Brit family drama gives middlebrow a good name. 

Adapted from a memoir by British writer Blake Morrison and directed by Anand Tucker (Hilary and Jackie), When Did You Last See Your Father? is an unusually effective and tough-minded family drama.

On the surface, this story of a successful writer (Colin Firth, as Blake) returning to his family's country home to bear witness to the death of his father (Jim Broadbent) is the essence of grown-up, middlebrow cinema, the kind of summer counter-programming that tends to find a decent audience of aging moviegoers alienated by the noisy, teen-oriented spectacles littering the multiplexes. But, while When Did You Last See Your Father? is likely to be cinematic codger-bait during its brief Memphis run, it deserves a wider audience than that. It's a film that gives middlebrow a good name.

The film couldn't have been better cast, as Firth and the great Broadbent (Topsy-Turvy, Iris) look like father and son and develop a believably uneasy familiarity that isn't quite a rapport.

The film opens with a flashback to one of Blake's childhood memories, of his father scamming the family into an auto race without proper tickets. "This is the way it was with my father ... minor duplicities ... my childhood a web of little scams and triumphs. He was lost if he couldn't cheat in some way."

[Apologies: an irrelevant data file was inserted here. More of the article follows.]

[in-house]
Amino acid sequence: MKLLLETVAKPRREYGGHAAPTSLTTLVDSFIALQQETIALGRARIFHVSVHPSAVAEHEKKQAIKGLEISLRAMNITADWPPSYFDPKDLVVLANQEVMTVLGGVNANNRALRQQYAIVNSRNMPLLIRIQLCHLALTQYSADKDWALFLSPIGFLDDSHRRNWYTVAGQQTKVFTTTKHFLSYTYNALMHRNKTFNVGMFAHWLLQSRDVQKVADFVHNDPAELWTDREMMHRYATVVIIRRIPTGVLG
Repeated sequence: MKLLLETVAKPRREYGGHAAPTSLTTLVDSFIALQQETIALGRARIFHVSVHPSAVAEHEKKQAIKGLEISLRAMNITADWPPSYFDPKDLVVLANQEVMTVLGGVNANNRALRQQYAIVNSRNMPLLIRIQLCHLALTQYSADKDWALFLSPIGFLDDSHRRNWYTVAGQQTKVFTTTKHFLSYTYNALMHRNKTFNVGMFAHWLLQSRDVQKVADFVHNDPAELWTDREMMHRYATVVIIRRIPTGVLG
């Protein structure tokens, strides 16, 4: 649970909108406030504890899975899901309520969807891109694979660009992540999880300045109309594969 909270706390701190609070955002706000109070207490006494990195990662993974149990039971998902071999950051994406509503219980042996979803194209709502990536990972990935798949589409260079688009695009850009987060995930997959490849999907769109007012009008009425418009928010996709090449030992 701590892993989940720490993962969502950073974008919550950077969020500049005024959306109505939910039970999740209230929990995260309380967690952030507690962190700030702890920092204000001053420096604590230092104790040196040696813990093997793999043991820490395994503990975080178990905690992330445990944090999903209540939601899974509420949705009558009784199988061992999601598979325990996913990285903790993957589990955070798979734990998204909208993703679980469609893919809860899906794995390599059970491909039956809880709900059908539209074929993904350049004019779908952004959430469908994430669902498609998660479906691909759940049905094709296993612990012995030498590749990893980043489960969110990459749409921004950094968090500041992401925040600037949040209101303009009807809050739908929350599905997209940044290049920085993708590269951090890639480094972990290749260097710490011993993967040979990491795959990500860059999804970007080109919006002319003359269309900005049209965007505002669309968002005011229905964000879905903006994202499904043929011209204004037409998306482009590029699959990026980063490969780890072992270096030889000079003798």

This sense of aggrievement at being in the shadow of his father's outsized personality is the chief resentment that drives Blake's discomfort during his dad's final days, as the film lopes back and forth between present scenes and flashbacks to memories from childhood and adolescence.

The teen Blake (expertly played by Matthew Beard) is a jittery, bookish kid who avoids family gatherings to stay in his room pursuing twin obsessions: Dostoevsky and masturbation. The film portrays him as a smart, sensitive, but ultimately arrogant youth who bristles at his father's personality, unintentionally cruel in his lack of discretion. And you see how this dynamic continues into Blake's adulthood, even up until the end — where Arthur's death is physical and felt, an experience at once profound and mundane — which makes the primary mood of the film one of great regret.

When Did You Last See Your Father?

Opening Friday, July 18th

Ridgeway Four

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